Last year, just before my 60th birthday, I had my first sensation of plodging. I was walking across the two-mile tidal causeway that links the Holy Island of Lindisfarne to the coast of England. It was the last part of a pilgrimage following the path of St. Cuthbert, the patron saint of northern England.
We know little of Cuthbert’s parents or background, but we do know that on an evening in the year 651 Cuthbert, a 16-year-old Anglo-Saxon warrior, saw a light from heaven beaming on the Holy Island of Lindisfarne. He later learned that this phenomenon accompanied the passing of Aidan, the Irishman who brought Christianity to the region. That vision led Cuthbert to join the monastery in Melrose, Scotland, where his reputation for prayer, kindness, and skillful faith-sharing caused his brothers to elect him as prior.
From there, Cuthbert served as abbot at the mother monastery of Lindisfarne. He dwelt on a little side-island, which is still known as “St. Cuthbert’s Island.” Every day, the tide cuts off the little island’s rocky surface from the larger island. This allowed Cuthbert a healthy balance of his energies: contemplation when isolated by the waters and active engagement with the world’s affairs when the tide was low.
Cuthbert deeply connected with nature. His fellow monks knew that he often arose in the darkness and went away by himself, but where to? A brother secretly followed him and saw Cuthbert praying up to his waist in the cold ocean waters. When he returned to the shore, a pair of otters slid out of the water and rolled on his feet, warming him.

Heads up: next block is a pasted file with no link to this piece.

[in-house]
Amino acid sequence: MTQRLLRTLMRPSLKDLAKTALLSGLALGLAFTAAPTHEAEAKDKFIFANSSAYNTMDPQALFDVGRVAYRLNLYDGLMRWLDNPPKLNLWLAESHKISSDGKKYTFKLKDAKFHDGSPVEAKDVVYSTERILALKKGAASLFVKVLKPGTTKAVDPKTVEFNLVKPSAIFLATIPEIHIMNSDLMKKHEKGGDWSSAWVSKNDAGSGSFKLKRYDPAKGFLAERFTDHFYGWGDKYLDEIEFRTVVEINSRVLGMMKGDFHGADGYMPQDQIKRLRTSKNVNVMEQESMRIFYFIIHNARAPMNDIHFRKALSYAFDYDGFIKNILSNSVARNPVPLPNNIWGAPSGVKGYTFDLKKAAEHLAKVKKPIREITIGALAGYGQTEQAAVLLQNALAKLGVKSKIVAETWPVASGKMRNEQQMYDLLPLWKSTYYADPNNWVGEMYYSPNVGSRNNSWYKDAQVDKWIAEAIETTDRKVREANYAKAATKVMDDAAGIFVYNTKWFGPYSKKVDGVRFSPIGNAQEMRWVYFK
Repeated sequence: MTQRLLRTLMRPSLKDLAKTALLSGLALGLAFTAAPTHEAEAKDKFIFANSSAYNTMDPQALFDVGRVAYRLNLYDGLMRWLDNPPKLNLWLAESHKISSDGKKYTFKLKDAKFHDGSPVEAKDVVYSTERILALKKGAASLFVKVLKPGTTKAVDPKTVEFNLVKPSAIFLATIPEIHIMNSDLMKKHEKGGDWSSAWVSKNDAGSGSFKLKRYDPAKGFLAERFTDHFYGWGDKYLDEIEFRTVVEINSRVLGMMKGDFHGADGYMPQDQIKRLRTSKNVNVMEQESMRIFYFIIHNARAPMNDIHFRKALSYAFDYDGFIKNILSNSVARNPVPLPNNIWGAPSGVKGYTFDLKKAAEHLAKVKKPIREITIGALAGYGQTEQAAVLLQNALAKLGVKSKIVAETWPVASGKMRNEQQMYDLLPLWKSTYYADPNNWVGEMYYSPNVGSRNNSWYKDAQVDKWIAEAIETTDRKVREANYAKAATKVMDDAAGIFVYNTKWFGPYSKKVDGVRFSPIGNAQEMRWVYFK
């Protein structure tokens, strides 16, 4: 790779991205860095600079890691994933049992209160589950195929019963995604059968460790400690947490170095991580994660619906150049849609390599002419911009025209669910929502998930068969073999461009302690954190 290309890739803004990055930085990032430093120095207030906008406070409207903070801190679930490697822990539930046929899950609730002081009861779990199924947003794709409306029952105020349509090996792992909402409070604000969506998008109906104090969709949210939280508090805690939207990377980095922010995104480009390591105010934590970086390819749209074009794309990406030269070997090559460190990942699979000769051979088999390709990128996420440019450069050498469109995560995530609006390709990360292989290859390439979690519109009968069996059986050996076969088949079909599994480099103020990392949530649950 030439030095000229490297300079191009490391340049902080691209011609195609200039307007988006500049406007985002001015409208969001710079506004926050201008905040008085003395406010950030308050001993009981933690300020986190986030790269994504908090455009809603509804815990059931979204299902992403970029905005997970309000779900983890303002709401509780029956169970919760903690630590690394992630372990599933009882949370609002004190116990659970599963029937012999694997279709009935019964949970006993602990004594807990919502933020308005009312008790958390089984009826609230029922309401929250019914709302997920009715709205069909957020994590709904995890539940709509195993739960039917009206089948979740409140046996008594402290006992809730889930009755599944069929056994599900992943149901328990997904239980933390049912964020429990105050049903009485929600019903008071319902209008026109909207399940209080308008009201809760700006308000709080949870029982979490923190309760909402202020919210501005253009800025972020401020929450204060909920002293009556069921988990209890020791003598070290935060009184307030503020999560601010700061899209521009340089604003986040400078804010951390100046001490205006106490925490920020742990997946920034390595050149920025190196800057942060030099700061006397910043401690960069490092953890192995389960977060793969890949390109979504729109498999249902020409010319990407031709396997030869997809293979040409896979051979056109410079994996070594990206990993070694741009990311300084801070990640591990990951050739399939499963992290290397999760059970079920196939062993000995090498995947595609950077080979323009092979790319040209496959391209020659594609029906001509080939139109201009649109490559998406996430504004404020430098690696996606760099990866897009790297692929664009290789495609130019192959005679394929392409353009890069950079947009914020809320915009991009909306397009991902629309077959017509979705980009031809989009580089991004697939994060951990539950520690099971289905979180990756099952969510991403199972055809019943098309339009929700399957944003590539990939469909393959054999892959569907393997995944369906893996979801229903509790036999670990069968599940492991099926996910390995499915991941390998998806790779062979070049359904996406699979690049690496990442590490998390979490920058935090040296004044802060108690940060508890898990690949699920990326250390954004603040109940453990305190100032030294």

In the summer of 2019, my wife and I joined a group of pilgrims from churches in the United States and the United Kingdom. We embarked from Cuthbert’s first monastery in Melrose and followed a 62-mile walk, tracing his footsteps through the borderlands of Scotland and England.
For five days we trudged up and down hills, over stiles, through fields, into the wind. There were scenes of breathtaking beauty, gazing over golden hills from high ridges, quietly passing through lush forests. Yet despite the romance of this trek, I found much of the hike to be an exercise in raw determination. My legs ache, my feet are sore, it’s hot, I have to keep up the pace, I thought this was a good idea . . . why? And then there was the very last stage of the walk from the mainland to the Holy Island. I did not have an otter come and warm my blistered feet, but I did have an epiphany.
The tide cuts off the island from the mainland for half of each day, just as it did in Cuthbert’s time. When it is open, most modern visitors drive across the road, but for centuries the only way to the island was plodging. It’s onomatopoeia for the sound one’s foot makes settling into the muck of the ocean floor, then pulling it out of the mire. Our party walked across in silence, separating out. Soon I was alone in this strange place where the sun glinted off a thin veneer of water over the sea floor.
As I trudged ahead and reflected on the long walk to this point, I had a sudden, bright realization. Cuthbert and his fellow monks trod this way often going back and forth to the mainland. Why did they choose to live in such an inconvenient place? For love! The union with God that they felt on the island was a reward vastly greater than the burden of plodging across the tideway. With that insight my own heart soared. God’s presence was palpable, and I knew that I, an ordinary person, am as much the object of God’s delight as St. Cuthbert is—and this can be the experience of all God’s sons and daughters.
This article also appears in the June 2020 issue of U.S. Catholic (Vol. 85, No. 5, page 29). Click here to subscribe to the magazine.